If you ever visit Intellectual Ventures’ offices, you’ll notice that a few interesting inventions make their homes in our hallways. One of these looks like a typical typewriter — in fact, you would likely pass by it without a second glance, if you noticed it at all.
But beneath its unexceptional appearance lies a technology that is anything but ordinary. This is an example of a T-52 cipher machine.
No, we’re not talking about the villain from the Matrix movies. A cipher, more or less, is an algorithm used to encrypt a message. In order to fully appreciate the T-52, let’s take a journey through the evolution of this invention.
One of the earliest recorded ciphers is the Caesar shift cipher, which as legend has it, was used by Julius Caesar in his private messages. To illustrate this cipher’s process, let’s look at a simple message: HELLO WORLD. If the letters are shifted by one place in the alphabet, they read: IFMMP XPSME. This is a message encrypted with a Caesar shift of one place.
Fast forward to the 1460s, when Italian architect Leon Alberti came up with an idea. Why not alternate alphabets to encrypt a message? Instead of just using one alphabet, perhaps two would be better. Why not take it one step further and use several alphabets to encrypt a message? To decipher such a message, Alberti devised a disk that included two concentric copper rings, each with an alphabet printed on it. The two discs could be independently rotated so the alphabets would have relative positions to each other, with the outer ring featuring the plaintext alphabet and the inner ring representing the cipher alphabet — the alphabet you would use to write your secret message. As long as the recipient knew to shift the rings to the correct place, they would be able to decode the message.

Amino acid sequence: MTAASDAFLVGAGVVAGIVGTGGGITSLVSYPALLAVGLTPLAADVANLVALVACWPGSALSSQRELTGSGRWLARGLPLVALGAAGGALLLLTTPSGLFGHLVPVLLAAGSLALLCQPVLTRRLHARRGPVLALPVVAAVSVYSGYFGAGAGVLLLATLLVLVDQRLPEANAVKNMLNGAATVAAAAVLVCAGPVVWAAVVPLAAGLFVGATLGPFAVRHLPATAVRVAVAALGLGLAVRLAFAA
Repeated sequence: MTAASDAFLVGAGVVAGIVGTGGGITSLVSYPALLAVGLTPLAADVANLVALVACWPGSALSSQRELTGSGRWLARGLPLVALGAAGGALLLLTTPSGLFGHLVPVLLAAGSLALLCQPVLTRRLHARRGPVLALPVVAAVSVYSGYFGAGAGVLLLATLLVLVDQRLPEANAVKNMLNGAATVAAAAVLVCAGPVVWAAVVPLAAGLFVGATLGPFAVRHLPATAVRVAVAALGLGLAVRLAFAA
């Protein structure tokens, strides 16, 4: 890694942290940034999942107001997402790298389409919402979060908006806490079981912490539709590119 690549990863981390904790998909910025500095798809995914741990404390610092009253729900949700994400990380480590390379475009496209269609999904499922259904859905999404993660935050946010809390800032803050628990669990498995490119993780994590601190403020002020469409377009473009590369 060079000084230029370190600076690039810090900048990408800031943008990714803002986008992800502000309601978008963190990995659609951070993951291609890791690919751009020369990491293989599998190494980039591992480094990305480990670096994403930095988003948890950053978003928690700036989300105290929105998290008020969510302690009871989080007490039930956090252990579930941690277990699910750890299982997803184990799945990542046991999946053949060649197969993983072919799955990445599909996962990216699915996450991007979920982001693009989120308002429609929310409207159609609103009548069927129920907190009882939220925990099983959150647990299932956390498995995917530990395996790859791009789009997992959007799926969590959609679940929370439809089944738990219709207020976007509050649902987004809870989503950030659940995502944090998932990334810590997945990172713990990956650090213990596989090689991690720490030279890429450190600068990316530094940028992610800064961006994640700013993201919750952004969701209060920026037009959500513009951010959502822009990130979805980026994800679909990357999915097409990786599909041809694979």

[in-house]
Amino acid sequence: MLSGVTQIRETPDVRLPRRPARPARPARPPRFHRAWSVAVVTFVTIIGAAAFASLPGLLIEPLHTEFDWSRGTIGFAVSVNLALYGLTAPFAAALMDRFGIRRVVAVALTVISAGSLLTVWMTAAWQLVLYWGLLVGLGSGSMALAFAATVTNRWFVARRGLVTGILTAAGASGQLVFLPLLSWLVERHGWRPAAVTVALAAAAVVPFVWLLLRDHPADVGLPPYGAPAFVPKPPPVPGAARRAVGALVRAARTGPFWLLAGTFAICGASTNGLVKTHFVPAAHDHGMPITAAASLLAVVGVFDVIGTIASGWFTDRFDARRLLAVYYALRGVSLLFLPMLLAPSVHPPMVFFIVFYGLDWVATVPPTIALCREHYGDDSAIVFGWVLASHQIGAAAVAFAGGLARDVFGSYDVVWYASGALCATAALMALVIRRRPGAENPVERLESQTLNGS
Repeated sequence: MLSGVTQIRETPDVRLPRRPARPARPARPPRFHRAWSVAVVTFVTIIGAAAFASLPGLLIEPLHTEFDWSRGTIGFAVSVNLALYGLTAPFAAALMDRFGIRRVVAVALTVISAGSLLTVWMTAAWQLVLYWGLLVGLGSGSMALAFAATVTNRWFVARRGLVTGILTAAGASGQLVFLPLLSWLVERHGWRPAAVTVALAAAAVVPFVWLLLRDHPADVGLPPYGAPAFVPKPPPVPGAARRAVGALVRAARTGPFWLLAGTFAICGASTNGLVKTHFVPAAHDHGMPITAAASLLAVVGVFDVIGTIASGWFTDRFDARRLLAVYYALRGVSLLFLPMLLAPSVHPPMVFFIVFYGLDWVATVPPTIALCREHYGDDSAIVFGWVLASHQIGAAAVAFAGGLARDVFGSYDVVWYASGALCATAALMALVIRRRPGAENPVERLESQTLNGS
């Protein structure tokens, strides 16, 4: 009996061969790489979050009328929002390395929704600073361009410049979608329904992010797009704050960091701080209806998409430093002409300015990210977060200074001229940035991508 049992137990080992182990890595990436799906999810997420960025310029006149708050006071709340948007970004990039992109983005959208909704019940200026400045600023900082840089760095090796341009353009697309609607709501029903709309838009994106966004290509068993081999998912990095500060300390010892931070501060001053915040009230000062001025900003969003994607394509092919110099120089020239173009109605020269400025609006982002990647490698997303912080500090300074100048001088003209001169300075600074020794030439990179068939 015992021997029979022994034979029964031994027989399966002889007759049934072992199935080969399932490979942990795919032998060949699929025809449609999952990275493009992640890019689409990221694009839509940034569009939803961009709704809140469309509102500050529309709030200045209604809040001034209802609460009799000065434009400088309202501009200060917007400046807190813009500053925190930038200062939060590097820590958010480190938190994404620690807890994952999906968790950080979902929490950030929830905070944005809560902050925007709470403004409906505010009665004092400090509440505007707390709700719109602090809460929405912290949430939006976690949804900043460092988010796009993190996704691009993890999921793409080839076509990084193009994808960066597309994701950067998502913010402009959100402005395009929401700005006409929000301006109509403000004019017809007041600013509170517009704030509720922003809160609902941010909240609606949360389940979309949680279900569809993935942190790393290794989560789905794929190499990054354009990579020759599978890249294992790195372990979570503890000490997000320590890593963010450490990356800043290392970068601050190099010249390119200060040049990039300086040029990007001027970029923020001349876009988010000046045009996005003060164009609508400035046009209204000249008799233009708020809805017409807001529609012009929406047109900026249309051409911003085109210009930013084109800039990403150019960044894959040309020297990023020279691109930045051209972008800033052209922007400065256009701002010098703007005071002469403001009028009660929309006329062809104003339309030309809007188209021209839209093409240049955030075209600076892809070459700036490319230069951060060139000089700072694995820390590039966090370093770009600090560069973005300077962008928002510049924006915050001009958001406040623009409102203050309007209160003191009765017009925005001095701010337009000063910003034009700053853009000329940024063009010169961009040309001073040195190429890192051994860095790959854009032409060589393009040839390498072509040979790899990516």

Encryption machines continued to improve in the centuries that followed. By the World Wars, machines such as the Enigma — invented by Arthur Scherbius — were light weight, electrical, and played an important role in communications by governments and their militaries. They also spurred the creation of other inventions to aid in cracking their codes.
The cipher machine in our hallway, the T-52 Geheimschreiber, was developed by Siemens & Halske, but based largely off the Enigma concept. It was invented by August Jipp, Ehrhard Roßberg, and Eberhard Hettler in 1930. Used alongside Enigma machines, the T-52 assisted in not just static printed messages, but also in tele-printer (telex) messages. About 380 machines survived the war, including the one on display at IV’s headquarters.
Now that you know the history of cipher machines, imagine the types of messages that might have passed through their keys. While the cipher in our hallway might still look like a standard typewriter, the story behind the invention makes it one of IV’s favorites.
To learn more about inventions in history, read about one of the inventor community’s most famous code crackers: Hedy Lamarr.